TECHSHOP
03-03-2006, 10:41 PM
Save the saw!
Save the saw!
Save the saw!

As for getting parts from Sears, if it is new enough be in their computers from the start, then maybe. If Sears has to actually RTFB then, never.

The only thing that keeps me from saving from "old family tools" is hopelessly broken castings; but then parts are parts.

------------------
Today I will gladly share my experience and advice, for there no sweeter words than "I told you so."

poleframer
02-06-2010, 01:34 PM
Bump on an old thread here.
I have the same saw, and though I like the classic appeal, I cant get the durn band to stay on through a thicker cut, say in a piece of 3" pipe it will fling the band off. I do have a good,new bi-metal blade on it, I don't think that's the problem
The adjustable wheel bearing was sloppy, so I machined a 1/4" thick big washer that I screwed to the center, and re-fit a new bearing into, the drive wheel seems good. The rubber bands on the wheels are ok, glued them on for good measure. I just finished making new rollers for the guides, and adjusted them so they neither pull in, nor push out. Everything tracks fine when out of the cut.
Soooo, it works much better, cuts ok on small stock, but after (another) day or two of futzing with it, I'm thinking about a HF saw, or jet.
I havnt gotten the action of the oil piston down, could be it's feeding too fast.
Any thoughts?
Thanks, Russell

tooldog454
02-06-2010, 05:35 PM
feeding too fast will make the cut wobble, faster could make it bind, or slide off the wheel.

bpsbtoolman
02-07-2010, 01:23 PM
I have both the Covel- Craftsman power hacksaw, bought cheap because of a broken gear which I fixed and it runs great but very slow. You can buy bimetal hacksaw blades at Menards for a buck a piece. I found one foot pieces, one inch high of bandsaw blades work very well.
I also have a Craftsman horizontal band saw with a working hydraulic cylinder and a blade tension adjustment that worked well but requires a .020" thick blade because of the small wheels. Needs a wheel bearing replacement.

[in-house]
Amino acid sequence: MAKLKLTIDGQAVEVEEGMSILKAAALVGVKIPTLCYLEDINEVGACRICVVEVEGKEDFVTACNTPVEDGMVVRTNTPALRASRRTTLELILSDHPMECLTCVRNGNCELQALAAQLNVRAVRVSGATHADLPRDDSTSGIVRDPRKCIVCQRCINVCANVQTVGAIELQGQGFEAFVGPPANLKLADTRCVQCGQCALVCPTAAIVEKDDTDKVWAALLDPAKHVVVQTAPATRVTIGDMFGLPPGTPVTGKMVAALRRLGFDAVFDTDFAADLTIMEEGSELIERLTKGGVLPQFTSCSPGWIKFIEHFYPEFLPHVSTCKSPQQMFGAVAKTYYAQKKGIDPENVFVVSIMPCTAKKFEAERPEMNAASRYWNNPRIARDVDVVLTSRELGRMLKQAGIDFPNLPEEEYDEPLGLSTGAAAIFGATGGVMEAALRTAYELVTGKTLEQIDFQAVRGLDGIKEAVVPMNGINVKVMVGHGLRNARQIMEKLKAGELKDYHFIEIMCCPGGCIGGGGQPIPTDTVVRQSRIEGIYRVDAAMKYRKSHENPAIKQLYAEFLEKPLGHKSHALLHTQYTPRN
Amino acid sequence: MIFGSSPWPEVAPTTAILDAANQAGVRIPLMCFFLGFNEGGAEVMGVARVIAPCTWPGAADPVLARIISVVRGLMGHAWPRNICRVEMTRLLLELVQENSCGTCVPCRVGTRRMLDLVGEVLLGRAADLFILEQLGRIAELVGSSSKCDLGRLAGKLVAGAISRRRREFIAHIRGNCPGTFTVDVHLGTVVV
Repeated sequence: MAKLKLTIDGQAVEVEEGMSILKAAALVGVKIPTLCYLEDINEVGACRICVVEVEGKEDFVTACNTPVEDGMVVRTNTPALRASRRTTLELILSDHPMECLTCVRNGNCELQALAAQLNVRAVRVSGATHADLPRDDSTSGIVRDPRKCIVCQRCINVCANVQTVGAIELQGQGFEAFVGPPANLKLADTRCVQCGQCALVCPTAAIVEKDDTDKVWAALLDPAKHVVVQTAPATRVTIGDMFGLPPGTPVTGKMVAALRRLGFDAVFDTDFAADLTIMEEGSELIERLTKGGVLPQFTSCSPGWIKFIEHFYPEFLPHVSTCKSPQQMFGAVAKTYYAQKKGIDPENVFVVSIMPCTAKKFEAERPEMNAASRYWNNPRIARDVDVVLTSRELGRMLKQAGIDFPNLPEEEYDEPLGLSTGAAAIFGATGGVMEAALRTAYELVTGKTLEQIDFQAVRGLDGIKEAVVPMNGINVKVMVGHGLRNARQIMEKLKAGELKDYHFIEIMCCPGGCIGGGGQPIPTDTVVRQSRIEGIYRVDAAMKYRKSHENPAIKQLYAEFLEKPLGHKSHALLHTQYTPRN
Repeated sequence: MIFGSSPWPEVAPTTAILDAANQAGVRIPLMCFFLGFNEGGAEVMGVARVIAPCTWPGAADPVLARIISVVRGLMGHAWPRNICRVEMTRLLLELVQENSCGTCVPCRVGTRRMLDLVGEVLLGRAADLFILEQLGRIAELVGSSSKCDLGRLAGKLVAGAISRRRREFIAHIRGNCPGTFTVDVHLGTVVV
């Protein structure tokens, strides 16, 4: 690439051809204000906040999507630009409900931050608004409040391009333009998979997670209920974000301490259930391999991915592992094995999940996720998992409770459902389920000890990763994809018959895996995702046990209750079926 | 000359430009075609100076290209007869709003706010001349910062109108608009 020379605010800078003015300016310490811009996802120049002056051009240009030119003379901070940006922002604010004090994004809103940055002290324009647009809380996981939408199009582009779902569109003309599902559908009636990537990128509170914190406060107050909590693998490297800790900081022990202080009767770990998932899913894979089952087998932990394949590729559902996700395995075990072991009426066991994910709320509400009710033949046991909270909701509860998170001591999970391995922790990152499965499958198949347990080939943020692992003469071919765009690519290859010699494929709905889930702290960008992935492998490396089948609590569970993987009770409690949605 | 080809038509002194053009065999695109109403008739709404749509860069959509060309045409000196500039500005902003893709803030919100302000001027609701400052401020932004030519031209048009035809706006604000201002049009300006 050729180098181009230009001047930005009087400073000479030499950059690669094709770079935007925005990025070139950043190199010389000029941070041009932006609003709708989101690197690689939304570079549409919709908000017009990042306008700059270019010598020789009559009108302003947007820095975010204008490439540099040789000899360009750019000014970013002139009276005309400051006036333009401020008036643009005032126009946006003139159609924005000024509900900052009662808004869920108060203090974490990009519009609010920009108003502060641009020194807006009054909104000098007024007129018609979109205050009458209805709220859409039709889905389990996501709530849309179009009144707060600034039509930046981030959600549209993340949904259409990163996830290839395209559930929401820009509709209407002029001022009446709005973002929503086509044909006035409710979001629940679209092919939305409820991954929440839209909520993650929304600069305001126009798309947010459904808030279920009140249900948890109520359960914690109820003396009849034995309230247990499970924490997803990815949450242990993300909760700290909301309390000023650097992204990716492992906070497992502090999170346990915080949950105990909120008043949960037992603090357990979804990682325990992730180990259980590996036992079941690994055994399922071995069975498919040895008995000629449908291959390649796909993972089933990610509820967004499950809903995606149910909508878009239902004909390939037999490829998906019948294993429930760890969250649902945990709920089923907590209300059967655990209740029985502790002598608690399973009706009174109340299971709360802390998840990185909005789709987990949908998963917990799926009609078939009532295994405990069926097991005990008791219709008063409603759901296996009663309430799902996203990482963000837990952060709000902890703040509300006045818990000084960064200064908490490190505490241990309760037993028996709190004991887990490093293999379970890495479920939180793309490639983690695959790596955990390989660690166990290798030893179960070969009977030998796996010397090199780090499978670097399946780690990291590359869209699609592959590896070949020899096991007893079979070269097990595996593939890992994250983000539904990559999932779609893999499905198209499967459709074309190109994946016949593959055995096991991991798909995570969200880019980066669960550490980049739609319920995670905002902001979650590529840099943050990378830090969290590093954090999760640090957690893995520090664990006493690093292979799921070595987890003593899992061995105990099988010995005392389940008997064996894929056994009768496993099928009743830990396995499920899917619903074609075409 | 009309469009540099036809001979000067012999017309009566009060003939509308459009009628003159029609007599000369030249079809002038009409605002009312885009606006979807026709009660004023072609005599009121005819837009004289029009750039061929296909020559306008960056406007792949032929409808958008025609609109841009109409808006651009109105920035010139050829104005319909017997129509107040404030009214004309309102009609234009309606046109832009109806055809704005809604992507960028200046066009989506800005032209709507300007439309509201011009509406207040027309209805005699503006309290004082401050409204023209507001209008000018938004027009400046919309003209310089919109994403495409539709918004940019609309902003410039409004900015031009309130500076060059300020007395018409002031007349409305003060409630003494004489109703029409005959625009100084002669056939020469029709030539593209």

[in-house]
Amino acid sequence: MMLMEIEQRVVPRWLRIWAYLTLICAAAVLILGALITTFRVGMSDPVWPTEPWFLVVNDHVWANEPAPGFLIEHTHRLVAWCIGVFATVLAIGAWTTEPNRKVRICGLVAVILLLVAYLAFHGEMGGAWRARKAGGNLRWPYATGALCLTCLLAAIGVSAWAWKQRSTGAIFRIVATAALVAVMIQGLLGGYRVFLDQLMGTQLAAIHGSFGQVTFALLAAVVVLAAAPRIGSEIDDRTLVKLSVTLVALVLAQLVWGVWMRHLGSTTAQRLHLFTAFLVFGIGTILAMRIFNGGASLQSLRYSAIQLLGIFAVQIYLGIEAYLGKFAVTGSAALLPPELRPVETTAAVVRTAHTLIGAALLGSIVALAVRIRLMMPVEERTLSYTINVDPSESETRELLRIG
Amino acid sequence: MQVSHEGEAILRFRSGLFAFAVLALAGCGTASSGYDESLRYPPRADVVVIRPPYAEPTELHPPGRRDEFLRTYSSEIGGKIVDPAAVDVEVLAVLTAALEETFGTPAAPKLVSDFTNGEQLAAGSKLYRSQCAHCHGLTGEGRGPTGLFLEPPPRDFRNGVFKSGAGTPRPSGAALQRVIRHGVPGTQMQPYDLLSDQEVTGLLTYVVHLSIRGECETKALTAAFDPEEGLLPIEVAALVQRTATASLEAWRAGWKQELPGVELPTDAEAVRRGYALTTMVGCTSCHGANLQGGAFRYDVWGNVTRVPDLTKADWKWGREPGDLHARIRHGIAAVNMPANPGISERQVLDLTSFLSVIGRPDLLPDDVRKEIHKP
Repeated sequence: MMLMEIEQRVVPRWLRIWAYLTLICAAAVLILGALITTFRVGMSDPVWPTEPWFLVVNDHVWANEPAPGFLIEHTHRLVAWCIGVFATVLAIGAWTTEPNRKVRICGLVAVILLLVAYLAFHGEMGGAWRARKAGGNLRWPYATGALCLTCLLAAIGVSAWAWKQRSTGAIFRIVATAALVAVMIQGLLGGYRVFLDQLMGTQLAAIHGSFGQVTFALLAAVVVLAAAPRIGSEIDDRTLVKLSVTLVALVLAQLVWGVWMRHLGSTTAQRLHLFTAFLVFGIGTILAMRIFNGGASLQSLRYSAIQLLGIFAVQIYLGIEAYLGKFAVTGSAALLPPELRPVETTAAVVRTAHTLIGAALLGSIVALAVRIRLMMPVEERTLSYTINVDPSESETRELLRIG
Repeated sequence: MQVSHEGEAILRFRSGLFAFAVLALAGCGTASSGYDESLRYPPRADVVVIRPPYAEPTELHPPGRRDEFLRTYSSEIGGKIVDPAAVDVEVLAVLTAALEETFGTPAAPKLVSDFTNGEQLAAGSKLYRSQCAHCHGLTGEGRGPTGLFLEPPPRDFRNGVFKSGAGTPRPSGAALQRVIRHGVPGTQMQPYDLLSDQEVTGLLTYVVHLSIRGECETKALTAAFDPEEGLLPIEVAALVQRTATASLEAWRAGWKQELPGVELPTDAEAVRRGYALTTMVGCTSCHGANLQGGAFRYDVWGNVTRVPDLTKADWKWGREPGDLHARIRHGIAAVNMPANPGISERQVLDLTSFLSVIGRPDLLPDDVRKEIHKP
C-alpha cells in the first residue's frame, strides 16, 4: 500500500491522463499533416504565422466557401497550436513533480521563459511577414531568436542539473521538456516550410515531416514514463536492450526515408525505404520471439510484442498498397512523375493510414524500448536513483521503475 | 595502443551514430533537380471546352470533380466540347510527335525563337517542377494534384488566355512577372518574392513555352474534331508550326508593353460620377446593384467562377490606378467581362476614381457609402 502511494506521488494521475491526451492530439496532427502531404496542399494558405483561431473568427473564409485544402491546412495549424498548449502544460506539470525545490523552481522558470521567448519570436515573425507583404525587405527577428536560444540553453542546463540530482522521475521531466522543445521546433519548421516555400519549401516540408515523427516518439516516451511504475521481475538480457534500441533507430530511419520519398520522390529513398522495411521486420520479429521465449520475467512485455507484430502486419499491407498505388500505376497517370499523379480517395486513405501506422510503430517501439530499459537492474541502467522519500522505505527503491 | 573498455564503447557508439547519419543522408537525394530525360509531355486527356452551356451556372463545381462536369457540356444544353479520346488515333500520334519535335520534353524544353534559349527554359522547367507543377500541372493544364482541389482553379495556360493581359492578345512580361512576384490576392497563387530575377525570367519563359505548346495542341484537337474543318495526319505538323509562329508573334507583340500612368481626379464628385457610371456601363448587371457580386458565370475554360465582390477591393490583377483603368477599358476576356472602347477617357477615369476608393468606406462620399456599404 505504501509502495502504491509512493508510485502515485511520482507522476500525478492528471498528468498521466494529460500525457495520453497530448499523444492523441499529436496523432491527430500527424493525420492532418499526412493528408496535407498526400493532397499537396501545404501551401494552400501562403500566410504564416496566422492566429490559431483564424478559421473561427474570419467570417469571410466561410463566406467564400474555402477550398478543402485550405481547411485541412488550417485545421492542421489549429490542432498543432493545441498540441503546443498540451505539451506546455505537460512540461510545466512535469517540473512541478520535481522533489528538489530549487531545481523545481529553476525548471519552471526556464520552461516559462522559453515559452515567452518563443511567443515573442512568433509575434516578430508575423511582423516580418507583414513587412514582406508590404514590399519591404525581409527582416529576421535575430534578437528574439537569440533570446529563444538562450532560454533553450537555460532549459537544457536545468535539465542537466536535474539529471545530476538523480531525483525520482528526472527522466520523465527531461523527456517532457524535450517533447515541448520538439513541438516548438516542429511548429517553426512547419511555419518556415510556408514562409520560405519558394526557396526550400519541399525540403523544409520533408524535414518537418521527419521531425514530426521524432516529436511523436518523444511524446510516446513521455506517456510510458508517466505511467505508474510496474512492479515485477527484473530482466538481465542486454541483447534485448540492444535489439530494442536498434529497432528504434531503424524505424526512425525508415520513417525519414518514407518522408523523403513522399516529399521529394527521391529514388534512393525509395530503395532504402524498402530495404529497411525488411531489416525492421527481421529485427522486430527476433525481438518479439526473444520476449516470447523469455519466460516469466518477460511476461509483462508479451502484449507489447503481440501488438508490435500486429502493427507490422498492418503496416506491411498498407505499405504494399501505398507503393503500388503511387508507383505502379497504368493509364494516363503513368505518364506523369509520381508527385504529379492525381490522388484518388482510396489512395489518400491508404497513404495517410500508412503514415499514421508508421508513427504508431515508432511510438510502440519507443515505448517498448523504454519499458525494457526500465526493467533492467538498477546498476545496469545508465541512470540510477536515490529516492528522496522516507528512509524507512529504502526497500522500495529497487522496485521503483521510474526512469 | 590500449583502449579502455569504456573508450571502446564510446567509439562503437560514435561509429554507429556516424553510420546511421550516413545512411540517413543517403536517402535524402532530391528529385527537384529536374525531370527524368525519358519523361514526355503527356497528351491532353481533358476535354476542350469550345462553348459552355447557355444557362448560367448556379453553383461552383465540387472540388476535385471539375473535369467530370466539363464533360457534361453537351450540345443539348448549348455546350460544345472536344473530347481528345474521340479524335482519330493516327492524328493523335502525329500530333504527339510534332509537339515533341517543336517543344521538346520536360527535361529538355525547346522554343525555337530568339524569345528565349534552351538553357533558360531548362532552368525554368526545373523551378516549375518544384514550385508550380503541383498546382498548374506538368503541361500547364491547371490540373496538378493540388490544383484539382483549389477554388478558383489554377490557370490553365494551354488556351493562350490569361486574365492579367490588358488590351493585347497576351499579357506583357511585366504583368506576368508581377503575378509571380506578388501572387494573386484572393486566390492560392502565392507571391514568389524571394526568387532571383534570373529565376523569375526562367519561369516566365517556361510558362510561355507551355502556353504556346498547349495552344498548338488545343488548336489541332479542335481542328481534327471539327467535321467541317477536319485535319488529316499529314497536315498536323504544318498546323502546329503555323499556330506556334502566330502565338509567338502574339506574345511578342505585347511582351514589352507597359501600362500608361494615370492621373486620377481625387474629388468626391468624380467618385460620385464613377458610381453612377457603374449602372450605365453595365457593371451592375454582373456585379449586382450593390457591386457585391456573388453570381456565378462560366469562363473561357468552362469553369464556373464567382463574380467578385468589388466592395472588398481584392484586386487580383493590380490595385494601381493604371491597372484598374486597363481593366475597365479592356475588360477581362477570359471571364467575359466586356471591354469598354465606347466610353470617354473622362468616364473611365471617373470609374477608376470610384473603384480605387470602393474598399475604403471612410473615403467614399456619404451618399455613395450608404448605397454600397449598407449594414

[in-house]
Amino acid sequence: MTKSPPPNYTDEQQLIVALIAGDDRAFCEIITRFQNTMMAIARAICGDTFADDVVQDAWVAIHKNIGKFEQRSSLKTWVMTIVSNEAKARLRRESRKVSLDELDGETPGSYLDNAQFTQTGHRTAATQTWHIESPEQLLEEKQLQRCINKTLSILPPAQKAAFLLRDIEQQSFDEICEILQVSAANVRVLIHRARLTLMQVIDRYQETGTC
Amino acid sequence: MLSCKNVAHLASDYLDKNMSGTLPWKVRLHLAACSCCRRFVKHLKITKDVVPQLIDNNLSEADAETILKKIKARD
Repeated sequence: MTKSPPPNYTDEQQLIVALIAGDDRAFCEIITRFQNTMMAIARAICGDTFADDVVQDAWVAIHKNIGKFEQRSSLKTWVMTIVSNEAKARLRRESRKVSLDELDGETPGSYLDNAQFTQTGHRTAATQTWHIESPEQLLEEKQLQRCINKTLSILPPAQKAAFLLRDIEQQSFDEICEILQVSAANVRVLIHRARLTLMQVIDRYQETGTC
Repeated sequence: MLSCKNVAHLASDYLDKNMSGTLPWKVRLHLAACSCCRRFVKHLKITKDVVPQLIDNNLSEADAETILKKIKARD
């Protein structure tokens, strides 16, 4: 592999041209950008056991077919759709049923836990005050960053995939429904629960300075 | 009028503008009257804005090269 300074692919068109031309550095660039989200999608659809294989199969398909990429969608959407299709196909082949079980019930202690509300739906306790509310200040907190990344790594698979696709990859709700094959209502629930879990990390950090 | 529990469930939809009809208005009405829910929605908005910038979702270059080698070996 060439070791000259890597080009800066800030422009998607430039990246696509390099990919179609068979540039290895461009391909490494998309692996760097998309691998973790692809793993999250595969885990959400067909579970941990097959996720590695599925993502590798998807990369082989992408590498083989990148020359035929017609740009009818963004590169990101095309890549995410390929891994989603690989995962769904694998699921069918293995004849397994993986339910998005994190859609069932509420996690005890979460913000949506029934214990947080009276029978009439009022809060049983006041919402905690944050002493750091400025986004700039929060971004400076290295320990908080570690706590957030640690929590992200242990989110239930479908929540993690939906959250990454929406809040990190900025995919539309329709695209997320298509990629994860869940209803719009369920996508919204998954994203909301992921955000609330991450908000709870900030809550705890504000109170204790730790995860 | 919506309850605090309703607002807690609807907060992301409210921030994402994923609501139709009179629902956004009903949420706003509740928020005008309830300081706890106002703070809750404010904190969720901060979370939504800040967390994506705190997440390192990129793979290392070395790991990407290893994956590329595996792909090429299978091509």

So I got a chance at a yard sale to buy a HF lookealite 4X6 horizontal bandsaw for $ 50. After ruining 2 blades because of that damned spring downfeed I designed and built a high quality downfeed cylinder that works extremly well and no more broken baldes. I have built and sold several on ebay and have a number of emails for a price and info.
I have also designed an acurate low cost blade tension device I use.
Also modified the vice to hold rounds from slipping up.
Also an inexpensive defice to keep blades from running off the wheels.
All these changes have turned a pig into a silk purse.
Walt

Too_Many_Tools
02-07-2010, 09:37 PM
I have both the Covel- Craftsman power hacksaw, bought cheap because of a broken gear which I fixed and it runs great but very slow. You can buy bimetal hacksaw blades at Menards for a buck a piece. I found one foot pieces, one inch high of bandsaw blades work very well.
I also have a Craftsman horizontal band saw with a working hydraulic cylinder and a blade tension adjustment that worked well but requires a .020" thick blade because of the small wheels. Needs a wheel bearing replacement.
So I got a chance at a yard sale to buy a HF lookealite 4X6 horizontal bandsaw for $ 50. After ruining 2 blades because of that damned spring downfeed I designed and built a high quality downfeed cylinder that works extremly well and no more broken baldes. I have built and sold several on ebay and have a number of emails for a price and info.
I have also designed an acurate low cost blade tension device I use.
Also modified the vice to hold rounds from slipping up.
Also an inexpensive defice to keep blades from running off the wheels.
All these changes have turned a pig into a silk purse.
Walt


Got pictures?

TMT